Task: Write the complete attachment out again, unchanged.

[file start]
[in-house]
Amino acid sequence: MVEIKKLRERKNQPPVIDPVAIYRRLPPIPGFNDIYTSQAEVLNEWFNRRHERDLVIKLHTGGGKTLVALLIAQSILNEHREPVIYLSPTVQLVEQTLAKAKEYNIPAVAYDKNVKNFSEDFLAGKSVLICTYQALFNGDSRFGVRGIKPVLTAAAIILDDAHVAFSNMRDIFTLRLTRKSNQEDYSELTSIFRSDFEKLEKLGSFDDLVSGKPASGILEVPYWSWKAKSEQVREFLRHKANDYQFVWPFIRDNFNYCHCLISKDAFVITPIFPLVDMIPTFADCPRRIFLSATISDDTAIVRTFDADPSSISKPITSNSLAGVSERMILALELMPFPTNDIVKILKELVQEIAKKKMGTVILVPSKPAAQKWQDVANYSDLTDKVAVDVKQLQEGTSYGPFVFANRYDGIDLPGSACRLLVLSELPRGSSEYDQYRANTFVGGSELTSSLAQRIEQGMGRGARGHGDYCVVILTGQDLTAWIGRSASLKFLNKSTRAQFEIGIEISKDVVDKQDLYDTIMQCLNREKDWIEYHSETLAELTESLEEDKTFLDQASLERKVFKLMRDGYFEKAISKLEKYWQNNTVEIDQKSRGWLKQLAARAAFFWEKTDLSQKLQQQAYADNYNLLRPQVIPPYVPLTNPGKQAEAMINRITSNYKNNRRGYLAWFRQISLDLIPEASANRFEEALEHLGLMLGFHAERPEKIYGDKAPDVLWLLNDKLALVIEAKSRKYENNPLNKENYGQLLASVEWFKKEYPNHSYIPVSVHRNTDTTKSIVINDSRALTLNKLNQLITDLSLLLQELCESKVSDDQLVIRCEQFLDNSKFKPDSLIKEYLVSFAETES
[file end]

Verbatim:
[in-house]
Amino acid sequence: MVEIKKLRERKNQPPVIDPVAIYRRLPPIPGFNDIYTSQAEVLNEWFNRRHERDLVIKLHTGGGKTLVALLIAQSILNEHREPVIYLSPTVQLVEQTLAKAKEYNIPAVAYDKNVKNFSEDFLAGKSVLICTYQALFNGDSRFGVRGIKPVLTAAAIILDDAHVAFSNMRDIFTLRLTRKSNQEDYSELTSIFRSDFEKLEKLGSFDDLVSGKPASGILEVPYWSWKAKSEQVREFLRHKANDYQFVWPFIRDNFNYCHCLISKDAFVITPIFPLVDMIPTFADCPRRIFLSATISDDTAIVRTFDADPSSISKPITSNSLAGVSERMILALELMPFPTNDIVKILKELVQEIAKKKMGTVILVPSKPAAQKWQDVANYSDLTDKVAVDVKQLQEGTSYGPFVFANRYDGIDLPGSACRLLVLSELPRGSSEYDQYRANTFVGGSELTSSLAQRIEQGMGRGARGHGDYCVVILTGQDLTAWIGRSASLKFLNKSTRAQFEIGIEISKDVVDKQDLYDTIMQCLNREKDWIEYHSETLAELTESLEEDKTFLDQASLERKVFKLMRDGYFEKAISKLEKYWQNNTVEIDQKSRGWLKQLAARAAFFWEKTDLSQKLQQQAYADNYNLLRPQVIPPYVPLTNPGKQAEAMINRITSNYKNNRRGYLAWFRQISLDLIPEASANRFEEALEHLGLMLGFHAERPEKIYGDKAPDVLWLLNDKLALVIEAKSRKYENNPLNKENYGQLLASVEWFKKEYPNHSYIPVSVHRNTDTTKSIVINDSRALTLNKLNQLITDLSLLLQELCESKVSDDQLVIRCEQFLDNSKFKPDSLIKEYLVSFAETES